Canopy gaps formation has been largely recognized as an important process among different forest ecosystems. However, there is still a remarkable lack of studies for temperate forests of the southern hemisphere compared to the tropical forests and northern hemisphere temperate forests. To understand the role of tree-fall gaps in the forest dynamics, we examined several features of gaps and tree establishment patterns for two mid-elevation Andean old-growth forests. In this study our purpose is to examine the principal parameters of tree-fall gaps, and the regeneration responses of tree species in two old-growth forests: (a) Nothofagus spp.-dominated forests and (b) shade-tolerant-dominated forests. Thus, our specific objectives are to: (1) determine the types and size range of tree-fall gaps and the attributes of gap-makers; and (2) assess tree recruitment and growth patterns in tree-fall gaps of two old-growth forests.


Study area. The study area is located in the Chilean Andes between 750 and 800 m a.s.l. at the San Pablo de Tregua Experimental Forest (39° 38 S, 72° 05' W) of Universidad Austral de Chile (figure 1). In this region, old-growth forests (> 300 year old) are dominated by the Coihue-Raulí-Tepa forest type (Donoso 1993), which is widespread between 600 and 1,000 m a.s.l. in the Andes of south-central Chile between 37-41°S, where either coihue (N. dombeyi), raulí (N. nervosa) or both, occupy emergent tiers, and the conifer mañío (S. conspicua), the hardwoods tepa (L. philippiana) and trevo (Dasyphyllum_diacanthoides) occupy the main canopy tier (Veblen et al. 1980, 1981).


Figure 1. Geographic location of the study area in the Andes
range, Chile. The square indicates the location of San Pablo
de Tregua Experimental Forest.
Localización geográfica del área de estudio en los Andes, Chile.
El cuadrado indica la ubicación del Bosque Experimental de San
Pablo de Tregua.


We studied two old-growth stands of the coihue-rauli-tepa forest type without evidence of past human disturbances. One stand is dominated by the emergent N. dombeyi; L. philippiana and S. conspicua are the two main canopy species (Nothofagus spp.-dominated forest; NF). This stand is representative of the most common species composition in old-growth forest of this forest type in the Andes of Chile (Veblen et al. 1980, 1981, Donoso 1993). The other stand is dominated by three canopy species, L. philippiana, S. conspicua and D. diacanthoides. It lacks the emergent Nothofagus species, and has a high density of the Myrte Myrceugenia planipes (Hook. et Arn.) O. Berg trees in the understory (< 12 m in height) (shade-tolerant-dominated forest; STF). Soils are deep and well-drained and are derived from Pleistocene and recent volcanic ash layers in a mountainous area of the Andes range (Veblen 1985b). The steep slopes are generally mantled with a pale orange to reddish-brown porous volcanic ash described as pumiceous lapilli (Wright and Mella 1963). This layer and finer volcanic ash are the parental material of soil in most of the Andean south-central Chile. A west-coast maritime climate with a mild Mediterranean influence characterizes the area. Annual precipitation (mainly rainfall) normally exceeds 3,000 mm and at higher altitudes it reaches over 5,000 (Oyarzún et al. 2010). The period of least precipitation is summer (January-March); mean monthly precipitation ranges from 100 to over 200 mm.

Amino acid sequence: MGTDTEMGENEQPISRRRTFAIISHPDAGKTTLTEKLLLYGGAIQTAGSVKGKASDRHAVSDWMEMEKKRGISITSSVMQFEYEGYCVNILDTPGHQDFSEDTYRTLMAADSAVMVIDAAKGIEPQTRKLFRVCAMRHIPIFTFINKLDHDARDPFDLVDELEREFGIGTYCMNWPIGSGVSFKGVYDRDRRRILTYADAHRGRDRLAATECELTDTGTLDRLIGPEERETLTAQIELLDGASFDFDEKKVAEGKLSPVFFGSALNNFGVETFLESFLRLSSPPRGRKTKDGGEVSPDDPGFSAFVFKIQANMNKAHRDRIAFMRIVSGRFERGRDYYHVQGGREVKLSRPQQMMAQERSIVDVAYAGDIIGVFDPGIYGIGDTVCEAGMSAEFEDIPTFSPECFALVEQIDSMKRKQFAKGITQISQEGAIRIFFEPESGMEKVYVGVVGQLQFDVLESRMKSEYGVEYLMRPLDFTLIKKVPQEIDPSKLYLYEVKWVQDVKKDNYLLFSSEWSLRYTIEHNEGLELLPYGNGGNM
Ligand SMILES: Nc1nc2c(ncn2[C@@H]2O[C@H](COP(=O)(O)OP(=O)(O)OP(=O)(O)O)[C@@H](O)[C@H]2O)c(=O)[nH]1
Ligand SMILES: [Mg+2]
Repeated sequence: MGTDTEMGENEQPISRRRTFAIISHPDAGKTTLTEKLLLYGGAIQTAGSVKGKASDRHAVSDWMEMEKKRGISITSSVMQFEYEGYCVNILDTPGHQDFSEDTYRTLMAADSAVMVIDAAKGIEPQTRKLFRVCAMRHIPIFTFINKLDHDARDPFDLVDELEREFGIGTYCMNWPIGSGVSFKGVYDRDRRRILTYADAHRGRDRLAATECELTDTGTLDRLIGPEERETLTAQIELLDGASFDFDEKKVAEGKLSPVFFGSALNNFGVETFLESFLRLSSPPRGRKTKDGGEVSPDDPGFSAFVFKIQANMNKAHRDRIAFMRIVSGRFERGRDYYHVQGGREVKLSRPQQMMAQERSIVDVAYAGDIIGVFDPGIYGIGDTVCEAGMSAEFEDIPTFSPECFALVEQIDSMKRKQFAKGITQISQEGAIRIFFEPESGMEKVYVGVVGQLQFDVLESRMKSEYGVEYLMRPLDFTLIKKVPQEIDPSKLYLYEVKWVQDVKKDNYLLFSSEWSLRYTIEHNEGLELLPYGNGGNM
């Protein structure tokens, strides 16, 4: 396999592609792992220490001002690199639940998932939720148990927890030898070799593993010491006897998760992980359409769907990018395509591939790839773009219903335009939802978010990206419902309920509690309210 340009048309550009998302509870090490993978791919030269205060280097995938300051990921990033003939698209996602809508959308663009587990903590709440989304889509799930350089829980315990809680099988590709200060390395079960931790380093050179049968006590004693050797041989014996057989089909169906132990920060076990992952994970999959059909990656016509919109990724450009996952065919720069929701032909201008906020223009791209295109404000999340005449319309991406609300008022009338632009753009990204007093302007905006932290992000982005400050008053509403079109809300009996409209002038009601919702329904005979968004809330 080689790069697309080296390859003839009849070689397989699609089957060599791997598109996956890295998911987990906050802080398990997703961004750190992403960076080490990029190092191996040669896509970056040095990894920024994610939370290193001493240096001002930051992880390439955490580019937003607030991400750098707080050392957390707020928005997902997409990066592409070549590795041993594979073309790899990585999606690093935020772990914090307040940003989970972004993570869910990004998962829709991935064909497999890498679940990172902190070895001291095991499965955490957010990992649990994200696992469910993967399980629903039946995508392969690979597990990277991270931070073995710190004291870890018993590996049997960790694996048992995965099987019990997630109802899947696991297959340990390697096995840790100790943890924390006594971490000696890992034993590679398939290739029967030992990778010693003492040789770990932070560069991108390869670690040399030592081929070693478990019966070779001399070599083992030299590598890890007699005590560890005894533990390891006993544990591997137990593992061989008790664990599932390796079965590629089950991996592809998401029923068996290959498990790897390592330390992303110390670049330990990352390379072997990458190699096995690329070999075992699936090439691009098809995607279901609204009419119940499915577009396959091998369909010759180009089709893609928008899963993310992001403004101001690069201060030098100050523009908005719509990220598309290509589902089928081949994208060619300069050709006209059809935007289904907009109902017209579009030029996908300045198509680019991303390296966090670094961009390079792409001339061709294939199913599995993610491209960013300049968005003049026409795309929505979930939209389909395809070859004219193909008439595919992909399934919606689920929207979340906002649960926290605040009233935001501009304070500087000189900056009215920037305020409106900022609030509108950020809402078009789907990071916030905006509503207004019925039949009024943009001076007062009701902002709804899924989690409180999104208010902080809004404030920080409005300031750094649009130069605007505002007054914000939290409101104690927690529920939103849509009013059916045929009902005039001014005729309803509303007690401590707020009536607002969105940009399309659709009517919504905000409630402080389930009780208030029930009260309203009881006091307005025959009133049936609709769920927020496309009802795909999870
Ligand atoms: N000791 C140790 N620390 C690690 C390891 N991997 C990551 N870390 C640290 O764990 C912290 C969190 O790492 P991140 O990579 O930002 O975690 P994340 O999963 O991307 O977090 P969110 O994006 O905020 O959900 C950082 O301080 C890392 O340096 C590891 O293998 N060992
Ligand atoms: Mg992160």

Forest sampling. In both stands -with an estimated area of 62 ha and 18 ha for NF and STF, respectively- we set up 0.05 ha circular plots, regularly spaced every 40 m along linear transects, unless the point hit a gap, in which case the plot was located in the next 40 m. Each transect started at a random point, being 80 to 1,000 m long and separated at least 40 m from the neighboring transect. The total distance sampled in transects was 2,920 m in the NF and 4,000 m in the STF. We set up 80 plots in the NF stand, and 100 plots in the STF stand. The NF stand is located in a terrain with a mean slope of 11 % and a predominant north aspect; the STF stand has a predominant south aspect with a mean slope of 16 %. In each plot, we measured all living trees ≥5 cm diameter at breast height (dbh = 1.3 m) or above buttresses in the case of N. dombeyi. We estimated tree density and basal area for each plot and stand. From that data we were able to describe the tree composition and diameter structure of each stand.

Tree-fall gaps. Each stand transect used for circular plots was also used to sample tree-fall gaps. For all gaps (> 25 m2) intercepted we measured the length of the opening over the transect direction. The canopy gap was delimited projecting the opening in the canopy to the ground surface. The fraction of the transect length intercepting canopy gaps was taken as an estimate of the percentage of the stand under gap phase (Runkle 1982). For the purpose of this study, gaps were considered as opening > 25 m2 (Veblen 1985a).